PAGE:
The Not-So Secret Society

Writers: Matthew & Arlene Daley, Trevor & Ellen Crafts
Artist: Wook Jin Clark
Publisher: BOOM! Studios
BOOM! Studios has become one of the leaders in publishing kid-friendly, fun comics, and it’s not surprising that they’ve turned toward including titles that have an educational bent. The Not-So Secret Society joins comics like Secret Coders: fun adventure stories with engaging, educational content tucked in to encourage readers to pursue new subjects, particularly in STEM fields. The book is designed to fulfill a slew of specific educational requirements and actually aligns with nationally set standards, which should help get it into classrooms and school libraries. The first of three graphic novels, The Not-So Secret Society emphasizes problem-solving through working together and celebrating difference, which is ideal for a book of this type. The art is colorful and dynamic, the perfect avenue for holding kid’s attention and encouraging them to enjoy learning. Even better, the creators have a website with free content introducing the characters along with mini-comics that come with activities for readers to complete, taking full advantage of all the tools at their disposal. Caitlin Rosberg

Solid State

Writers: Jonathan Coulton, Matt Fraction
Artist: Albert Monteys
Publisher: lmage Comics
Jonathan Coulton’s nerdy, emotional library of songs has earned him a fanbase that continues to grow to the point where it can support an annual cruise packed with like-minded comedians, musicians and comic creators from all over the world. With the release of his new album Solid State, Coulton has teamed up with writer Matt Fraction and artist Albert Monteys to make a graphic novel tie-in, a sadly uncommon experiment in both industries. Fraction is excellent at inflating big, sweeping ideas and tends to flourish with partners who ground his vision, which Coulton and his album should offer. The downfall of projects like this is often that they’re difficult to follow without the context of the album, but with an experienced comic writer at the helm, that should be easy to avoid. Monteys isn’t as well known in the U.S. as he is in his native Spain, but his work on Universe! for Panel Syndicate earned him well-deserved attention. Solid State has a lot of promise as a modern, personal, funny science-fiction story, and this is a skilled group that very well could pull that off. Caitlin Rosberg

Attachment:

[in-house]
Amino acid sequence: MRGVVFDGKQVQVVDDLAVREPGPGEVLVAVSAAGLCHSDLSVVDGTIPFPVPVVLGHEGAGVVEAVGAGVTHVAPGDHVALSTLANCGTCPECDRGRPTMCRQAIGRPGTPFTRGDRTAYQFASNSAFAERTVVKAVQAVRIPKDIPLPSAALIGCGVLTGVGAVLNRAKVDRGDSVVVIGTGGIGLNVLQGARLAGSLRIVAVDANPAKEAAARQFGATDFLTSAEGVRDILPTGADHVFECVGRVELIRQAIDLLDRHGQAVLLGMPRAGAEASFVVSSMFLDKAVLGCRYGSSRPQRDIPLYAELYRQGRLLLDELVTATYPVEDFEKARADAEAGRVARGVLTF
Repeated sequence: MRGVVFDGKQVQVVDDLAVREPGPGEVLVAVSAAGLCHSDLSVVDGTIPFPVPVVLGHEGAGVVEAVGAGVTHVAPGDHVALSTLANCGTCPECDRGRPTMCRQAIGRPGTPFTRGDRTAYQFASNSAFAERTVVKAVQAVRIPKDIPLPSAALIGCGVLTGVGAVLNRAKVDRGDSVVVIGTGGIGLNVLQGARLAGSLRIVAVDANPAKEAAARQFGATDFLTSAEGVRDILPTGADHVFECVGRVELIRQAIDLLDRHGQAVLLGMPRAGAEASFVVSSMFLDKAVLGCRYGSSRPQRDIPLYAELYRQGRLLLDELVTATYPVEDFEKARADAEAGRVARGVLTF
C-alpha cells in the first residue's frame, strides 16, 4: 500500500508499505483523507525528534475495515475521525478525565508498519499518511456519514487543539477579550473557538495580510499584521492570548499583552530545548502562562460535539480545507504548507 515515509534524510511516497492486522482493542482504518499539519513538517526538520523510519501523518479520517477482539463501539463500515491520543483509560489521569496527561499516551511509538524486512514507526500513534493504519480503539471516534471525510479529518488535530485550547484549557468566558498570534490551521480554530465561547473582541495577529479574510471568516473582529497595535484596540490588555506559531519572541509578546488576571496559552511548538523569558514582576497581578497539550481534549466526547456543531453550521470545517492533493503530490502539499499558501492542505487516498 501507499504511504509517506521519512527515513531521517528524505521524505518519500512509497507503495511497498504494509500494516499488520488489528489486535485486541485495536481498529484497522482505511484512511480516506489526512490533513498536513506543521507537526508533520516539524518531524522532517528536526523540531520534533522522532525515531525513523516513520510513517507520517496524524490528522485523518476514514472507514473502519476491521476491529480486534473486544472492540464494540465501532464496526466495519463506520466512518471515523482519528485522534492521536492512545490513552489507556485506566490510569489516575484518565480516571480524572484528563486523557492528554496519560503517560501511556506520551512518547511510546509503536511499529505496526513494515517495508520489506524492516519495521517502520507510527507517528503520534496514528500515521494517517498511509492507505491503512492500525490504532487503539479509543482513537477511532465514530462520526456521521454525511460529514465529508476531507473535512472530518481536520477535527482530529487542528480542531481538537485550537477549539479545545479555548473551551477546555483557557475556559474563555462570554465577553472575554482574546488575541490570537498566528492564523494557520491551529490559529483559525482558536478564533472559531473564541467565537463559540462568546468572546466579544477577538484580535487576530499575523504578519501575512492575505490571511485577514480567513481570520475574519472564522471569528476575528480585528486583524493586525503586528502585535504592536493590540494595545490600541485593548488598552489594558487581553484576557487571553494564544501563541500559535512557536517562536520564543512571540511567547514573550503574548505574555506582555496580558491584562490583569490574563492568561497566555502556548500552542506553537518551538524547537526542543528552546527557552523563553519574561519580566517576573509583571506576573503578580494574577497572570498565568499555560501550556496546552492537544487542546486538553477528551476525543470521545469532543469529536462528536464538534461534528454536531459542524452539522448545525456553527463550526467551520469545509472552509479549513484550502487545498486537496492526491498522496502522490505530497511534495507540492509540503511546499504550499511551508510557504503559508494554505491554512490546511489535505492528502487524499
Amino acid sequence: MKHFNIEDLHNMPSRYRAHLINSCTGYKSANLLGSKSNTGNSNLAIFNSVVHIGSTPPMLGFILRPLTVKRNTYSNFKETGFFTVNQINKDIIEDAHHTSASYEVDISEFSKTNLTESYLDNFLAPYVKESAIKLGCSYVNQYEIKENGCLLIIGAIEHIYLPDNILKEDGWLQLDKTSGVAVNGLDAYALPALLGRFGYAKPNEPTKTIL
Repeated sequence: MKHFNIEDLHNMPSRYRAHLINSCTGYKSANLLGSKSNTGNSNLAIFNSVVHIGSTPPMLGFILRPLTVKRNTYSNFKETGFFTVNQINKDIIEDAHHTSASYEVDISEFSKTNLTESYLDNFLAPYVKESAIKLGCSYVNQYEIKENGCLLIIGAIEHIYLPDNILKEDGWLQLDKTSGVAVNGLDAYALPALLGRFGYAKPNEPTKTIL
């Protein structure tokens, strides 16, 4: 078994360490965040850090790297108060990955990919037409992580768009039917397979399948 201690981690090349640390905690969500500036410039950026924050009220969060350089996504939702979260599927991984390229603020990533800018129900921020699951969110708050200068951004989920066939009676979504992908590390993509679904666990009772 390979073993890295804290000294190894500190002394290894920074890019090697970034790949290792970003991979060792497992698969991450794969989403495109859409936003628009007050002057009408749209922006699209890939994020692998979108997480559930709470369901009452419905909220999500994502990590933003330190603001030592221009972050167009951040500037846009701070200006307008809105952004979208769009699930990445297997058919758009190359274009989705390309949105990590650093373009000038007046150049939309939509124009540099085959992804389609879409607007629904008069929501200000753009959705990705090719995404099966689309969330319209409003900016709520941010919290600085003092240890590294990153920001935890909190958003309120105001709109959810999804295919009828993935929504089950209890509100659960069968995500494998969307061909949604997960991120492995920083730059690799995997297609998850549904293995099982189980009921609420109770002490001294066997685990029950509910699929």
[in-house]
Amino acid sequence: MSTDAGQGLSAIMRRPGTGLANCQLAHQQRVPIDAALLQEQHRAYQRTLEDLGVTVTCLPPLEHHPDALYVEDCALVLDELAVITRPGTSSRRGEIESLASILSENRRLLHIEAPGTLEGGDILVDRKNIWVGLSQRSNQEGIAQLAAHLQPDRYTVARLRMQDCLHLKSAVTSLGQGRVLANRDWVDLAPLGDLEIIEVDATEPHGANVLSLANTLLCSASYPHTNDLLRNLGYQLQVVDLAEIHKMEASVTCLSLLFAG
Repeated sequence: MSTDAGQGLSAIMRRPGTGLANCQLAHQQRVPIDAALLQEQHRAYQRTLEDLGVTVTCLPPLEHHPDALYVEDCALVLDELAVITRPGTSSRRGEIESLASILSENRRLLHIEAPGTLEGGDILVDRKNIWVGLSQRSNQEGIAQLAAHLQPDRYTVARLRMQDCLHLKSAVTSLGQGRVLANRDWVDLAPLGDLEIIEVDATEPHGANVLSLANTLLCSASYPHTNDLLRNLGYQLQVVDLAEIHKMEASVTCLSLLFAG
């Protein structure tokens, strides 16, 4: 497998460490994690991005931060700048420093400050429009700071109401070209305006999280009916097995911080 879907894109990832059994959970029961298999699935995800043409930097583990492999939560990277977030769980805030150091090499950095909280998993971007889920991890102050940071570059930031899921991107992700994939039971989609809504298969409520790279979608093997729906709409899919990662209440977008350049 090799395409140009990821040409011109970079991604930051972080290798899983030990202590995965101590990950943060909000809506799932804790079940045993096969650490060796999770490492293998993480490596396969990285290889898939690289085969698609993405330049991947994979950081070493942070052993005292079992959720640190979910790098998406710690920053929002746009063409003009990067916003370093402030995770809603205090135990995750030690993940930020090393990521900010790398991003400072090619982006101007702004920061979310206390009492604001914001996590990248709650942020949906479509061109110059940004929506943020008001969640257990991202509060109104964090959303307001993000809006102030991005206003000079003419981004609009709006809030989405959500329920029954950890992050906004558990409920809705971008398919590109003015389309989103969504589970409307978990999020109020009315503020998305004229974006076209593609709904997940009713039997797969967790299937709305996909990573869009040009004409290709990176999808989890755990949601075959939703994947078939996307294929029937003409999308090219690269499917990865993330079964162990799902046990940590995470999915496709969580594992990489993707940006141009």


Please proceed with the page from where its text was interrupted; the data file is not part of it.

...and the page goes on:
The Street Angel Gang


Writers: Jim Rugg, Brian Maruca
Publisher: Image Comics
A few weeks ago, Paste released an exclusive preview of The Street Angel Gang, Jim Rugg and Brian Maruca’s latest tale of a skateboarding street scamp with some mad ninja skills. The pair straddles two comics genres with titular angel Jesse Sanchez, blending the endearing orphan strips of the Great Depression with the vacuous, double-page-spread hyperbole of ‘90s superhero books. The resulting hybrid is funny, sassy and kicks all manner of ass. This graphic novel tosses Sanchez into a pitfight to join The Bleeders, a gang led by a guy who looks remarkably like Glenn Danzig, because of course he does. Throughout the ordeal, the Street Angel’s main incentive remains a warm meal, and possibly a make-shift family to alleviate the loneliness of poverty. It’s a swift read with an aesthetic at once raw (sketchy lettering, limited backgrounds) yet fully realized, including faux trading cards of the gang members. The project stands as a fascinating reflection on archaic comic trends submerged in goofy, parodic violence, and also serves as a fantastic introduction to one of comics’ most interesting underdogs. Sean Edgar